Heber sprinklers to be limited to cooler hours to conserve water
Next summer, people in Heber City will have to limit their lawn-watering to morning, evening and overnight hours.
Soon, when Heberites’ yards aren’t covered with snow, many will be eager to turn on their water systems and see their grass turn lush and green again.
This year, if they’re inside city limits, they won’t be allowed to do so during the hottest hours of the day. On Tuesday, the Heber City Council passed an ordinance that bans residential pressurized irrigation after 10 a.m. and before 6 p.m.
There are several city water conservation projects underway, including to put water meters at everyone’s homes so the city can more accurately quantify and charge for water use. The Utah Board of Water Resources offered nearly $8 million for the project, and this ordinance is one requirement to qualify.
Before the council unanimously passed the ordinance, Councilmember Ryan Stack ensured it only restricts pressurized irrigation.
“Because I'm going to use a watering can between 10 a.m. and 6 p.m. to water flowers. I mean, I think it’s geared towards actual sprinkling, which I don't think anybody has a problem with, but any sort of outdoor water use to water plants, trees, shrubs — is it really meant to be that expansive?”
Tom Cox of the Utah Division of Water Resources said there’s room for interpretation in how the city enforces it.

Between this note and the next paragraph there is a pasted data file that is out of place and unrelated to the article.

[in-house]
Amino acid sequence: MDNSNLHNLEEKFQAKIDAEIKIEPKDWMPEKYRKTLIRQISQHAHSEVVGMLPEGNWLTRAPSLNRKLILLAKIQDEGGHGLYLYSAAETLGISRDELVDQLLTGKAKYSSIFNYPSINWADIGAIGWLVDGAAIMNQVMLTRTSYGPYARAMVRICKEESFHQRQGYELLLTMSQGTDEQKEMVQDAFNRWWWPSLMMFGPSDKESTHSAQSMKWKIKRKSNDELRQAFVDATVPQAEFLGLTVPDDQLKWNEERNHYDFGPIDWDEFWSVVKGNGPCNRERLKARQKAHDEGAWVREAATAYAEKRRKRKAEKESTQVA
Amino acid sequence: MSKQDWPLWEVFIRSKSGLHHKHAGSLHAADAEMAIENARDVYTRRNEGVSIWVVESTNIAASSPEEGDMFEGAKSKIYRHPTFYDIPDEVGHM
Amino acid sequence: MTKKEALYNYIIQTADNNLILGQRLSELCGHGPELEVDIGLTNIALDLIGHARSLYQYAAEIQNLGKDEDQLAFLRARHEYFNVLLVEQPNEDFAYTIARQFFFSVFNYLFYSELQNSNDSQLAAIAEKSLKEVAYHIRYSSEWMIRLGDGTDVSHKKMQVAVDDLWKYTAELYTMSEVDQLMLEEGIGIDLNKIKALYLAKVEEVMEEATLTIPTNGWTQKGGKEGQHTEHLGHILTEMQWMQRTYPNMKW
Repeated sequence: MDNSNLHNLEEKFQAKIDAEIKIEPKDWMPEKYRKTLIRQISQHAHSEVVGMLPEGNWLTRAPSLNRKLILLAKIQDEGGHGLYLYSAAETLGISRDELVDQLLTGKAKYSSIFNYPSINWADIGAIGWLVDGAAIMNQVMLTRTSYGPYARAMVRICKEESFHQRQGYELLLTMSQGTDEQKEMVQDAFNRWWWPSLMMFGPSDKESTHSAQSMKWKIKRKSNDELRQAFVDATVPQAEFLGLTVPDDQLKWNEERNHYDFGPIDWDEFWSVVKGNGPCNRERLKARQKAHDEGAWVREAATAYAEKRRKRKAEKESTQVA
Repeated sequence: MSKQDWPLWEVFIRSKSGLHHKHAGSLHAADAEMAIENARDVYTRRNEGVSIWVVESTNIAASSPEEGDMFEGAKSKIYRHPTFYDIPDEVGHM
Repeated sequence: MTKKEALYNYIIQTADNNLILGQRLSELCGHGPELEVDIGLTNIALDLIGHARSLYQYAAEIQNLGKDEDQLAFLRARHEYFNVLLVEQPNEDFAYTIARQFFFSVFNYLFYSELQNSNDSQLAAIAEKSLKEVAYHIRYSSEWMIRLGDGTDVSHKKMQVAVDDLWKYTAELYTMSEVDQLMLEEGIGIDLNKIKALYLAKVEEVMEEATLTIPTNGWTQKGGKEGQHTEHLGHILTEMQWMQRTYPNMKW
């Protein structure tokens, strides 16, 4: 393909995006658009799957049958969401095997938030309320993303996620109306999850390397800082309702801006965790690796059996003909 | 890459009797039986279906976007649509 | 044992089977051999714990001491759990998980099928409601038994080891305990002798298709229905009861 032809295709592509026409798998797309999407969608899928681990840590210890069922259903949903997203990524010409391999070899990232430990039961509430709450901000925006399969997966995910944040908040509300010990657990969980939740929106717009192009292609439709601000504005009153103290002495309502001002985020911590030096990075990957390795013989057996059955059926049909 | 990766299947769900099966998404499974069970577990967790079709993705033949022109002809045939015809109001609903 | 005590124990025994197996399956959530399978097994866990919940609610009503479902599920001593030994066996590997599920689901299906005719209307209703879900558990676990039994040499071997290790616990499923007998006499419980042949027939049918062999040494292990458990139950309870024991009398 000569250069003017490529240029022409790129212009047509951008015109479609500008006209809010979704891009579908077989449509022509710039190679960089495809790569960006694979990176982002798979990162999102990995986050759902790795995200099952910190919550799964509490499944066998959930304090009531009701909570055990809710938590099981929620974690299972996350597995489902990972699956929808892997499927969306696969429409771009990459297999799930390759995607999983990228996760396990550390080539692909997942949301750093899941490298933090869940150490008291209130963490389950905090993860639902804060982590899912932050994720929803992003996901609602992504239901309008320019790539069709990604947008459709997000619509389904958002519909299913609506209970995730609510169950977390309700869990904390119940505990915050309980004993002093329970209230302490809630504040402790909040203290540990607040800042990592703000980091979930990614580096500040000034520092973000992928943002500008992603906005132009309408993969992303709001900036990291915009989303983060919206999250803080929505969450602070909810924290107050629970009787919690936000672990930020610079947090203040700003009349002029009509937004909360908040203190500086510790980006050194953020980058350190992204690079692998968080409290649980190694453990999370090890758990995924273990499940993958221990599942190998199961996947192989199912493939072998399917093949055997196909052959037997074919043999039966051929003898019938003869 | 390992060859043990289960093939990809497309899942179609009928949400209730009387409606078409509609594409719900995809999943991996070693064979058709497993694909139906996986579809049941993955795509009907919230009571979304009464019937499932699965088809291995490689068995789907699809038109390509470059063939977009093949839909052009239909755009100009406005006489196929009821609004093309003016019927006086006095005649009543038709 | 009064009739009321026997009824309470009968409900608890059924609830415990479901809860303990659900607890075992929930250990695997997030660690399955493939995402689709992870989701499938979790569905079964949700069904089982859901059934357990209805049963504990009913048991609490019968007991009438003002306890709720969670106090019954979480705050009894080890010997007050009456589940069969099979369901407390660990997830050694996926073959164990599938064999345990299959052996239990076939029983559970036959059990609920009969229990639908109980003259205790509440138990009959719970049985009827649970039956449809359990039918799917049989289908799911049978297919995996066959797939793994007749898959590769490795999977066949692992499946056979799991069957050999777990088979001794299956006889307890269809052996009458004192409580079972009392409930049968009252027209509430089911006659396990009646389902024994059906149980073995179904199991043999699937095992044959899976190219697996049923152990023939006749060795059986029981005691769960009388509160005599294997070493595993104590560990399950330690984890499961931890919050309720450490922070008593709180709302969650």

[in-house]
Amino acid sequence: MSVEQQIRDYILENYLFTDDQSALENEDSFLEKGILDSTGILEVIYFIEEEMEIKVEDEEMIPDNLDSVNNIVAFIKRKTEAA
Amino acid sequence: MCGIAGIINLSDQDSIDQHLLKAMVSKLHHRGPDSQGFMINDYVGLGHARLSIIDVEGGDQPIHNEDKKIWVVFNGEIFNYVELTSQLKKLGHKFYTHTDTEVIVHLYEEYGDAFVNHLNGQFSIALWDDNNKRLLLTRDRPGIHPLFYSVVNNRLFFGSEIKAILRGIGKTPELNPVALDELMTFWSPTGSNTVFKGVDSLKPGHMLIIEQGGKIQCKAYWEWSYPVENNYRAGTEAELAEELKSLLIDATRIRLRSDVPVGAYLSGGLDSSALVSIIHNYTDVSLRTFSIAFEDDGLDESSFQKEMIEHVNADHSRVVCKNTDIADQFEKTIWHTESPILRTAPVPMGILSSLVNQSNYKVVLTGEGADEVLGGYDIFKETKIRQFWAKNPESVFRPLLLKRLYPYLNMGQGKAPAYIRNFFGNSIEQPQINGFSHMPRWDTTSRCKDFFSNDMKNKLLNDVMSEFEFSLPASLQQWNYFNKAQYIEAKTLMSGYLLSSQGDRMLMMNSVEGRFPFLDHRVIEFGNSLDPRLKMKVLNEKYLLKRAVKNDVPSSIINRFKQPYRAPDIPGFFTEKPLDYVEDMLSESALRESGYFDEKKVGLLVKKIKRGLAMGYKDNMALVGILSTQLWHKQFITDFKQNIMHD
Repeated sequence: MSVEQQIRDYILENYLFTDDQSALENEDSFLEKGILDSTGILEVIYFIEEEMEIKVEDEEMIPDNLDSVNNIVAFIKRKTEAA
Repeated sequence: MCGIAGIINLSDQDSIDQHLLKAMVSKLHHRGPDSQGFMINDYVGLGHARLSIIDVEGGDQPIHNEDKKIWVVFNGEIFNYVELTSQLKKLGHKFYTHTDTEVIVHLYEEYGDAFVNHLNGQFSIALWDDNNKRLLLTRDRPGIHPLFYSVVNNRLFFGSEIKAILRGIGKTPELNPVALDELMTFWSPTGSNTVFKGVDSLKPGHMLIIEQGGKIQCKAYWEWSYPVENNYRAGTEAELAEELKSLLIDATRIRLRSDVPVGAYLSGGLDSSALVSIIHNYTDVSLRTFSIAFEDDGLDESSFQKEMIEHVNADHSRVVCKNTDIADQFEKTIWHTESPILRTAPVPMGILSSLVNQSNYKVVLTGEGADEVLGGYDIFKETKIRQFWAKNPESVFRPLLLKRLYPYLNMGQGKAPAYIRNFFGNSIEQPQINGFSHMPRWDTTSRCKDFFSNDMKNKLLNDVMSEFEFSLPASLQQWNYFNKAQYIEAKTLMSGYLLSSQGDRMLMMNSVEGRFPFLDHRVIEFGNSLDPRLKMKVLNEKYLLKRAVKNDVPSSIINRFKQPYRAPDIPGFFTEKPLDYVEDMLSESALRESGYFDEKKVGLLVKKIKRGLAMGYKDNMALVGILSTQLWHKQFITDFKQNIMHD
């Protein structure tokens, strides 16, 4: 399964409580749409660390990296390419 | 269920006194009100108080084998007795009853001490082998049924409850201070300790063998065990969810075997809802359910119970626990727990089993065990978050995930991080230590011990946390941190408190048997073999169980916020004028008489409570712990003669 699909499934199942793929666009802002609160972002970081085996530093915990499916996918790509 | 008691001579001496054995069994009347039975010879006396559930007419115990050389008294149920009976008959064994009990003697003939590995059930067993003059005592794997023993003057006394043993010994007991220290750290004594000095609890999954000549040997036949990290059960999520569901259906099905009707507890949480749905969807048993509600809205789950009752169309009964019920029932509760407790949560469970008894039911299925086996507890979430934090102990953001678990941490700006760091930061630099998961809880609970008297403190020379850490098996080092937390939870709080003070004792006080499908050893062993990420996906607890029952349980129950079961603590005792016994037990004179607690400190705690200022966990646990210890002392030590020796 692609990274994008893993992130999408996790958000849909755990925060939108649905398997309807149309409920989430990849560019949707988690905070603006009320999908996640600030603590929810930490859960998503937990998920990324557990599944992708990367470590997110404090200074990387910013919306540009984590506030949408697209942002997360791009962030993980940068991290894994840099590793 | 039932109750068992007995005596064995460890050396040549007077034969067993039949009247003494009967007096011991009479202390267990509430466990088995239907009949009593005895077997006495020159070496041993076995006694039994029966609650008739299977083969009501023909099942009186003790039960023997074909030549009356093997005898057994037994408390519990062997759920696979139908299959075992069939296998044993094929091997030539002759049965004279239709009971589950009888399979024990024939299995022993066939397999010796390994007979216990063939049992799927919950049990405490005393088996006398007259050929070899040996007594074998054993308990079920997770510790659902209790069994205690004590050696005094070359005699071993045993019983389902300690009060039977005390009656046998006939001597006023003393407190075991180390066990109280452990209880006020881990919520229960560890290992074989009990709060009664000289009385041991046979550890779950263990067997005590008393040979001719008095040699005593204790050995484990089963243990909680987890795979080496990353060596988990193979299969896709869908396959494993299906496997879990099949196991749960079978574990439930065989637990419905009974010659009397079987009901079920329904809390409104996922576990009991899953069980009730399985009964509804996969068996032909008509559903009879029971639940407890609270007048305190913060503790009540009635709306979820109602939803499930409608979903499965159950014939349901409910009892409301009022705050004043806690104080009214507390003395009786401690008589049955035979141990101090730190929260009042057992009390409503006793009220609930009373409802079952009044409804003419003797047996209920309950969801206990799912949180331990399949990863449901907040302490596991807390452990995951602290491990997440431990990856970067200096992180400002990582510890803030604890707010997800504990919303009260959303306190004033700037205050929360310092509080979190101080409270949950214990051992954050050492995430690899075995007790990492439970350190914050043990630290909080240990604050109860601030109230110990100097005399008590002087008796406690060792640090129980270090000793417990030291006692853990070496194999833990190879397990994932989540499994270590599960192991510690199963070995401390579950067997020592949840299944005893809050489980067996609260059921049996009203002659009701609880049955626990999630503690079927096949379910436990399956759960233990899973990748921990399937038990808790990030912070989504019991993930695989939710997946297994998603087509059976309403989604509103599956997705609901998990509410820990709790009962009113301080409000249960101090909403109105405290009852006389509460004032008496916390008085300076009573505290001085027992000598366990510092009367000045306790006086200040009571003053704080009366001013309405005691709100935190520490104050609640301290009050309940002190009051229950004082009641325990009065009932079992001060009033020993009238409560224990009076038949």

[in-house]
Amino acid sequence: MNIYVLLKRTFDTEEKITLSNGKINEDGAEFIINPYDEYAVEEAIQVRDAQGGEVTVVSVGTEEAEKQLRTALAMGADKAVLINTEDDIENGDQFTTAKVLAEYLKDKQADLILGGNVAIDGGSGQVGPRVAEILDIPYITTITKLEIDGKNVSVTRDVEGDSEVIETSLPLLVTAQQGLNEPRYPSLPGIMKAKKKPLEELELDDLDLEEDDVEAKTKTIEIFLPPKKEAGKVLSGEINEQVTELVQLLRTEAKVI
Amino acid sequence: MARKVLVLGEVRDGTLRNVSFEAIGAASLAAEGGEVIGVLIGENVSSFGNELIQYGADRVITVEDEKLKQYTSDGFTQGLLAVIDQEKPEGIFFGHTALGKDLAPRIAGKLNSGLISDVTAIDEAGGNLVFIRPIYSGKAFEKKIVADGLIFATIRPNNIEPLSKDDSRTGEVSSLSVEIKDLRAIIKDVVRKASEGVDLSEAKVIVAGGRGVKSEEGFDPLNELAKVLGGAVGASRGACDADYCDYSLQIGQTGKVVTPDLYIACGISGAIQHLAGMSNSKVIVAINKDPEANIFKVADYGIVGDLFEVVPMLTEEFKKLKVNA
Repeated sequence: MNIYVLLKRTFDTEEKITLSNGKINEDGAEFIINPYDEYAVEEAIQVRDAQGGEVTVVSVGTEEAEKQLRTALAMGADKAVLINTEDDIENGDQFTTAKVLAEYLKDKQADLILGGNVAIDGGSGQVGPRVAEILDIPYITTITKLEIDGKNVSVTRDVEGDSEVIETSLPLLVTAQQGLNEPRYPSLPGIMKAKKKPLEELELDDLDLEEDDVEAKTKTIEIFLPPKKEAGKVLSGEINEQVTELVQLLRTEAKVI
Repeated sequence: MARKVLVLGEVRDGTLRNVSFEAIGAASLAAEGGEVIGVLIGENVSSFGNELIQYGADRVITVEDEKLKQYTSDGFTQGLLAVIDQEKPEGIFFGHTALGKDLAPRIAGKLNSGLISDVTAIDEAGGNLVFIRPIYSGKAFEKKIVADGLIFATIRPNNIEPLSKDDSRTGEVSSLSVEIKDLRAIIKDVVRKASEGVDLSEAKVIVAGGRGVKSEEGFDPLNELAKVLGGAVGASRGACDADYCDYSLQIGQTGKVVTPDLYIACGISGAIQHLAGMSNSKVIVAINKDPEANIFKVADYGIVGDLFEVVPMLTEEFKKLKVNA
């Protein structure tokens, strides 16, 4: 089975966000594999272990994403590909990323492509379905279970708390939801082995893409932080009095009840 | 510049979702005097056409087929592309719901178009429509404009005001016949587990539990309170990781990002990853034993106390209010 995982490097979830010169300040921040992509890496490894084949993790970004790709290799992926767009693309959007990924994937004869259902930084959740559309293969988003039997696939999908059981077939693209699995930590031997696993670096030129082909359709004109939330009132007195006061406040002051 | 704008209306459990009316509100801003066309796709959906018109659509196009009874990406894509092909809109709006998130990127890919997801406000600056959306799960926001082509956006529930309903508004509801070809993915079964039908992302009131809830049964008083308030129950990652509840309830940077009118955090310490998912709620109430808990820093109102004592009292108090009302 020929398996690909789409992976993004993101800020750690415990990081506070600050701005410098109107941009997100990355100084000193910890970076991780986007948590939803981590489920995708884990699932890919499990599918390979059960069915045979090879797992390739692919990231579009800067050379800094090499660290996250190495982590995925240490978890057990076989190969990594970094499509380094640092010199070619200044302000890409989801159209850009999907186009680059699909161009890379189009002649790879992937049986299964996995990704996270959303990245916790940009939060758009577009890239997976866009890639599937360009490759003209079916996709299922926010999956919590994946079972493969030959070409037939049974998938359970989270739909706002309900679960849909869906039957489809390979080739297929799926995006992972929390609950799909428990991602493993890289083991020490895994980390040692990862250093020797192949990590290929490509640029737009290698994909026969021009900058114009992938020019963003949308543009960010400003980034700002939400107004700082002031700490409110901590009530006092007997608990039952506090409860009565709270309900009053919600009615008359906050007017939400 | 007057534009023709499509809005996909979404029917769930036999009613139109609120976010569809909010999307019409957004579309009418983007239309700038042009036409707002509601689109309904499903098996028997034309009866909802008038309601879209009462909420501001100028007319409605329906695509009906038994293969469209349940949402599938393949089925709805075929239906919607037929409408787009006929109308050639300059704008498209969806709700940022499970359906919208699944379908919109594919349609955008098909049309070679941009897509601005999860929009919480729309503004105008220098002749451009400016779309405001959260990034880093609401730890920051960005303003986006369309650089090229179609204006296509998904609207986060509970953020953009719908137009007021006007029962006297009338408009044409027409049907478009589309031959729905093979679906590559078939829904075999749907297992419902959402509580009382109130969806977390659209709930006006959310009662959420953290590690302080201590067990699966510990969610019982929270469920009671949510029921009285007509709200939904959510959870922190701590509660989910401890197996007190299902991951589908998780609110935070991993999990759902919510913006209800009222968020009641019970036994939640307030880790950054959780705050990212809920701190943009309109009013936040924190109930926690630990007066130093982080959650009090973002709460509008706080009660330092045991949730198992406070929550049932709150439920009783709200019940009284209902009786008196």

“I think clearly their intent is that people aren't running their sprinklers in the afternoon,” Cox said. “I mean, all of us have gotten out in the middle of the afternoon on a Saturday and fixed our sprinklers. You’ve got to turn them on to fix them, so if you're out there and you're fixing your sprinkler, that's alright. I don't think code enforcement is going to come and ticket you and say, ‘You're not supposed to be doing this.’”
As watering season approaches, the city can refine how it will enforce the rules.
A spokesperson for the Central Utah Water Conservancy District said it’s far too early to say when people will be able to turn on their water, but it’s usually between April 15 and May 15.
He said it depends on how much water is in the Provo River and climate, and the river commissioner usually sets the date a couple of weeks ahead of time.